Origins of 6 Common Cat Sayings
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Variations of common cat sayings have existed in some form of English for hundreds of years, but how, exactly, and when, did these phrases make their way into modern, everyday vernacular?
Cats were domesticated thousands of years ago, and their coexistence has ranged from
Kitties of all sizes and temperaments have eased their way into daily life, thus working their way into our conversations, too! Here are six common cat sayings.
1. Cat Got Your Tongue?
Perhaps the most popular cat saying, this should not be taken literally! It refers to someone who isn't talking, particularly if they don't respond to a question. This idiom possibly dates to ancient Egypt, where punishment for a crime meant your tongue would be cut out and fed to a cat, and the Middle
2. Curiosity Killed the Cat
It's common knowledge that kitties are curious creatures. This instinctive but somewhat hazardous behavior can get the best of them if they aren't careful, and therein lies the root of this cat saying. Don't ask too many questions, or you'll regret what you discover. Renaissance playwrights, including Shakespeare, used this phrase at the end of the sixteenth century, albeit in the form of "care killed the cat," as it also appears in Brewer's 1898 Dictionary of Phrase and Fable, according to Bartleby.
3. While the Cat's Away, the Mice Will Play
In other words, when the boss is gone, it's party time! Historically, cats, who still retain their strong hunting instinct to this day, keep mice out of home and hearth. Dictionary.com reports that this phrase originated around 1600, although cats were used as mousers a few hundred years earlier.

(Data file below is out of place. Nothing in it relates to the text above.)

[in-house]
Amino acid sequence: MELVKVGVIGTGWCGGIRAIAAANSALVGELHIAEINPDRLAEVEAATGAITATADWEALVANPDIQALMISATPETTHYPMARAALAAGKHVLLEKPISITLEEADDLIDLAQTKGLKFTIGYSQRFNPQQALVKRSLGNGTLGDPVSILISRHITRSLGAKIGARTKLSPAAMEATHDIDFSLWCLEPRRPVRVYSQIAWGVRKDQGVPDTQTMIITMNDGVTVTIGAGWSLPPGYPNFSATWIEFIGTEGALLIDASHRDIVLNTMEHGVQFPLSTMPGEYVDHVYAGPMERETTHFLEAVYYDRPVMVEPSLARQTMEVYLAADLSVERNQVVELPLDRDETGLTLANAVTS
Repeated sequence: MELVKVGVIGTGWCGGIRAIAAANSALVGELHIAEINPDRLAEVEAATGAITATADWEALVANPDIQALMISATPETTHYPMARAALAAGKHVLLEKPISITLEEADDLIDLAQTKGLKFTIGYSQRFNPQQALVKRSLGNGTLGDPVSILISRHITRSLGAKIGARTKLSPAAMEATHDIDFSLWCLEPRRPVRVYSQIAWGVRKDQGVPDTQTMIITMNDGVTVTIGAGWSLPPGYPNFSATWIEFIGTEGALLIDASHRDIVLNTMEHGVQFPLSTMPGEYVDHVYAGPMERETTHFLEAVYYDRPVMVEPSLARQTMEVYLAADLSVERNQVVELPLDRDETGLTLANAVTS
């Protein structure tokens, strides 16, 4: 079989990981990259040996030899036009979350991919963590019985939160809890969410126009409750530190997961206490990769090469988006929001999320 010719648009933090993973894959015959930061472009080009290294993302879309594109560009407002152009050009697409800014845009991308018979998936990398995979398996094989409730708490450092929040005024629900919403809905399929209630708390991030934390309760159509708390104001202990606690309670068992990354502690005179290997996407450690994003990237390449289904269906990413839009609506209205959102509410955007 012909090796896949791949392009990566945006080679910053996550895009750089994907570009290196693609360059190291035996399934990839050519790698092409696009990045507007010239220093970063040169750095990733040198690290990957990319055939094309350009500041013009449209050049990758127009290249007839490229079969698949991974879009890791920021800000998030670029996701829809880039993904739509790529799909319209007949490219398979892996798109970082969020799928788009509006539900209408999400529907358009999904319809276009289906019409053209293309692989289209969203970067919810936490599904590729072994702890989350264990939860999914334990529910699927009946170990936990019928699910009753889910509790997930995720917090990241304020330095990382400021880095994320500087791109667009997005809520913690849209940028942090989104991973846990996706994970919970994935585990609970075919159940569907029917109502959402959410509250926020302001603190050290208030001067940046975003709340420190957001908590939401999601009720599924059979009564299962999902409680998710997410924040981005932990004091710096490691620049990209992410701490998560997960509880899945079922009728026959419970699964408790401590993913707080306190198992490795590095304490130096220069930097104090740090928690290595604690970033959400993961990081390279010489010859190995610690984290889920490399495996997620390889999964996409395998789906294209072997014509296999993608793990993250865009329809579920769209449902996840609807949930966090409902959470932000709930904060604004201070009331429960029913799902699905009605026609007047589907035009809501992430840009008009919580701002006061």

4. Like the Cat that Ate the Canary
If you've ever had the satisfaction of completing a challenging task or winning a terrific prize, then chances are you've had this look on your face! Cats are stealth hunters, as noted above, and "getting the canary" is the feline equivalent to getting a big raise or award. Conversely, this phrase also can mean you're guilty of acquiring something that isn't yours. "The cat that got the cream," one of several common cat sayings in England, essentially means the same thing.
5. Let the Cat Out of the Bag
Another popular cat phrase, this refers to revealing a secret without intending to — whoops. Because kitties
6. Fraidy- or Scaredy-Cat
Pet parents know cats can be skittish, a trait that establishes the foundation for this idiom used to describe someone who's timid or frightened, used more frequently during childhood than adulthood. The Online Etymology Dictionary notes that by 1871, this term was used as American English slang to denote a coward.
Cats have obviously played a large role in the world's history, and thus found their way into a number of common idioms throughout history, so much so that you probably never even thought about what you were saying or where it originated. But now, the next time you hear someone using one of these phrases, you can wow them with the breadth of your knowledge of common cat sayings history. They might even think you're the cat's pajamas!
Christine O'Brien is a writer, mom, and long-time cat parent whose two Russian Blues rule the house. Her work also appears in Care.com, What to